The charge I get from facilitating these smoking cessation classes is just the sort of charge I got from teaching university, and it's just the sort of charge I need right now. A chance to inspire, a chance to help others believe in themselves. And I feed off of it. When they're inspired, I'm inspired; when I'm inspired, they're inspired.

I stopped teaching in 2003 after five years because the students just weren't the same. I didn't get the same energy from it -- or maybe I wasn't giving the same energy. I don't know. But turning in five students for plagiarism that last semester didn't help.

But if I can help just one person quit smoking, just one person at a time, it's all worth it. It's worth being away from my toddler in the evening. It's worth not coming home until almost 9 o'clock at night exhausted.

I wish I could help my dad. So maybe I'm living vicariously through other people. I can't help my dad because he's not there yet, so I help those I can.

I'm rambling and exhausted. Maybe tomorrow I'll actually have a desk in my office :0) But it doesn't matter, desk or no desk, if I can help just one person...

Sunday, January 7, 2007

Still haven't found what I'm looking for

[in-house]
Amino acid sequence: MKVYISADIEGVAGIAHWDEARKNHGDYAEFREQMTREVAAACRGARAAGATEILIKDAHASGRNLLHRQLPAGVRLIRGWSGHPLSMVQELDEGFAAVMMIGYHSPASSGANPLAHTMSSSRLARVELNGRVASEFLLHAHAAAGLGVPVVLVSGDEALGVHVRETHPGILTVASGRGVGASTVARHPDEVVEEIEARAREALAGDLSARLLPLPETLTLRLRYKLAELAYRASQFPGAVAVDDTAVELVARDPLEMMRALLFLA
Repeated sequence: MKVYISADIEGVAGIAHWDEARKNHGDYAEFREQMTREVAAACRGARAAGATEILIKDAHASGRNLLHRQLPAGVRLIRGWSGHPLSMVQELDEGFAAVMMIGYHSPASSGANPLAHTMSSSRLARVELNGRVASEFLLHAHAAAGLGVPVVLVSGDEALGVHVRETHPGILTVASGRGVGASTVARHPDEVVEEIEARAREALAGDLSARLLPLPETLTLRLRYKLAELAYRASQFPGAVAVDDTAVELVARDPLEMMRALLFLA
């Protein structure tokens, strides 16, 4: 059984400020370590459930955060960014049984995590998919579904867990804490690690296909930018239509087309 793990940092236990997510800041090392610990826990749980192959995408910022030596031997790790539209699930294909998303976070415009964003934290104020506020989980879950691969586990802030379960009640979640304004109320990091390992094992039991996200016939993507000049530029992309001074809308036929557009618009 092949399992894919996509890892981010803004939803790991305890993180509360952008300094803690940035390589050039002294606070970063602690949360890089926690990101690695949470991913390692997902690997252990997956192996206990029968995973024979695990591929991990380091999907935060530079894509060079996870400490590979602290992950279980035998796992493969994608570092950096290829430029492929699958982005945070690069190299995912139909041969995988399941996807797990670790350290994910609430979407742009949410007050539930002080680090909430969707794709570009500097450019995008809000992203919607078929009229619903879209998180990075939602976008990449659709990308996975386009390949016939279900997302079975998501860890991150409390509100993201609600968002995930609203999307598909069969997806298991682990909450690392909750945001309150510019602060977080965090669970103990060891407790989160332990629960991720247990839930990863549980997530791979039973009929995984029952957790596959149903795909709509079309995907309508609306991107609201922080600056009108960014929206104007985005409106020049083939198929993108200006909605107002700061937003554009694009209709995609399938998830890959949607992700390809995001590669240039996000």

So, after my wonderful seventeen day break, my bliss will be rudely interrupted tomorrow when I return to work, starting a new job at Akron General. And of course, I get my period. What lovely timing, ending my relaxing sleep-late-everyday-no-schedule bliss not only with the anxiety of starting a new job, but cramps as well. Lucky me.

As I went through boxes of stuff I'd haphazardly thrown together from my previous job tonight, I realized how much resentment I still harbor within myself about certain people and that organization that turned its back on me. It felt really good -- cathartic -- to throw so many things away from that old job. I don't want to look behind or go back.

Awhile back, I prayed for God to take from me anything that was hindering my growth and making me unhappy. Shortly after that, I learned my job was not refunded. God delivered. I know that I'm moving in the direction I need to.

I still continue to pray that those things that stand in the way of my own growth will step aside, though. Like U2, I still haven't found what I'm looking for. Will I ever?

With periods come the painful broding that goes along with hormonal shift. Ick. Time to hang it up, stop my mind from thinking too deeply tonight and shut down!

Good night.